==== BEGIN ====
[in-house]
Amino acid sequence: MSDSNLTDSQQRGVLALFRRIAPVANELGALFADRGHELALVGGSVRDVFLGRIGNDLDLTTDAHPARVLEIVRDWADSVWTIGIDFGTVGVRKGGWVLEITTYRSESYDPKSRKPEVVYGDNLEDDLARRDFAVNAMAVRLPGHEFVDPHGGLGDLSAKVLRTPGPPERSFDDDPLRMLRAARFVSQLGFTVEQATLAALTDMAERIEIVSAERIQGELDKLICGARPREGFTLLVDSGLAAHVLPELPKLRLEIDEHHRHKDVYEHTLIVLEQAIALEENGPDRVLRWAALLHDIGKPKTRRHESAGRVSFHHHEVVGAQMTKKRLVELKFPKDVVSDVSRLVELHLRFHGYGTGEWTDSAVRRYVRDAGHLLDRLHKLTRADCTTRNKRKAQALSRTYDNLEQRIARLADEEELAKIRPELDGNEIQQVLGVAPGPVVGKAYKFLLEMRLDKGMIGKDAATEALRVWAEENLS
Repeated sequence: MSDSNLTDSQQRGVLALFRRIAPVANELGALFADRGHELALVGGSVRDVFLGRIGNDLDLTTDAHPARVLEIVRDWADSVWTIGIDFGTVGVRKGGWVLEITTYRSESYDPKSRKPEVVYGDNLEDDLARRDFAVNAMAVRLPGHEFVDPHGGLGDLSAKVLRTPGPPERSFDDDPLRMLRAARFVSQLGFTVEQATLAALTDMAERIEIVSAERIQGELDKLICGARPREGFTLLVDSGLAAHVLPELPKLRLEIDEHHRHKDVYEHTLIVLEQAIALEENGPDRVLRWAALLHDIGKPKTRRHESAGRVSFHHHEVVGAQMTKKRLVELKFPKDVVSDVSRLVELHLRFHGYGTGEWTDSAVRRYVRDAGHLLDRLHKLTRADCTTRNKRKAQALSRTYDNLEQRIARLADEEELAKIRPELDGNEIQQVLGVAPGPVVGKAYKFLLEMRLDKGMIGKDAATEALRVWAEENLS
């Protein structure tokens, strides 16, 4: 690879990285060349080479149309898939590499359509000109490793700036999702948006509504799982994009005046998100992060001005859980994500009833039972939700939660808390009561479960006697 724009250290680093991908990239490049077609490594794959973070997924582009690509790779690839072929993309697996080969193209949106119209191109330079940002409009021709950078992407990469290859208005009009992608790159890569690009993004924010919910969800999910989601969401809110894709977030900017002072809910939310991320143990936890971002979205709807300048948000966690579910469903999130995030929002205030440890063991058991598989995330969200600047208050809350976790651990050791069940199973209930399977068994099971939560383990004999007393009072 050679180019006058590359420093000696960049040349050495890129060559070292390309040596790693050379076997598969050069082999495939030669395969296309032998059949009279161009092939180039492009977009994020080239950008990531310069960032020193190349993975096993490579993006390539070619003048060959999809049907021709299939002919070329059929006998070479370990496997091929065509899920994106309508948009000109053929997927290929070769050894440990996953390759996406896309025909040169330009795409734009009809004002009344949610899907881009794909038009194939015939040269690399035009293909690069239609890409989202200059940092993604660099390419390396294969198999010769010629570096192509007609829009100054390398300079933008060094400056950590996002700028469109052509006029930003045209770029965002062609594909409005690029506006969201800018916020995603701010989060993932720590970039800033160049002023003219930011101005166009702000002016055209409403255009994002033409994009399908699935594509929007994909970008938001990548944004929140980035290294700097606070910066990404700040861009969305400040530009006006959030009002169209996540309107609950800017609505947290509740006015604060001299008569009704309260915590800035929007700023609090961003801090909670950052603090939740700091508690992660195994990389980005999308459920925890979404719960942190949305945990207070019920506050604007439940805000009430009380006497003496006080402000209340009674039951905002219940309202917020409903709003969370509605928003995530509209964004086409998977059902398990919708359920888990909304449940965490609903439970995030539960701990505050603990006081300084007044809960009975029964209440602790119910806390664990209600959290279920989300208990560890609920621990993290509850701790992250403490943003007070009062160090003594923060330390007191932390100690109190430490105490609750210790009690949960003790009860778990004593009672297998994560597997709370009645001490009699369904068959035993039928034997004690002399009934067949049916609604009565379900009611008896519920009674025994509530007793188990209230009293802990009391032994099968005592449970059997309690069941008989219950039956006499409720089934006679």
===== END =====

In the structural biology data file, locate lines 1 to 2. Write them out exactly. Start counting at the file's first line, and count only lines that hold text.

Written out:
[in-house]
Amino acid sequence: MSDSNLTDSQQRGVLALFRRIAPVANELGALFADRGHELALVGGSVRDVFLGRIGNDLDLTTDAHPARVLEIVRDWADSVWTIGIDFGTVGVRKGGWVLEITTYRSESYDPKSRKPEVVYGDNLEDDLARRDFAVNAMAVRLPGHEFVDPHGGLGDLSAKVLRTPGPPERSFDDDPLRMLRAARFVSQLGFTVEQATLAALTDMAERIEIVSAERIQGELDKLICGARPREGFTLLVDSGLAAHVLPELPKLRLEIDEHHRHKDVYEHTLIVLEQAIALEENGPDRVLRWAALLHDIGKPKTRRHESAGRVSFHHHEVVGAQMTKKRLVELKFPKDVVSDVSRLVELHLRFHGYGTGEWTDSAVRRYVRDAGHLLDRLHKLTRADCTTRNKRKAQALSRTYDNLEQRIARLADEEELAKIRPELDGNEIQQVLGVAPGPVVGKAYKFLLEMRLDKGMIGKDAATEALRVWAEENLS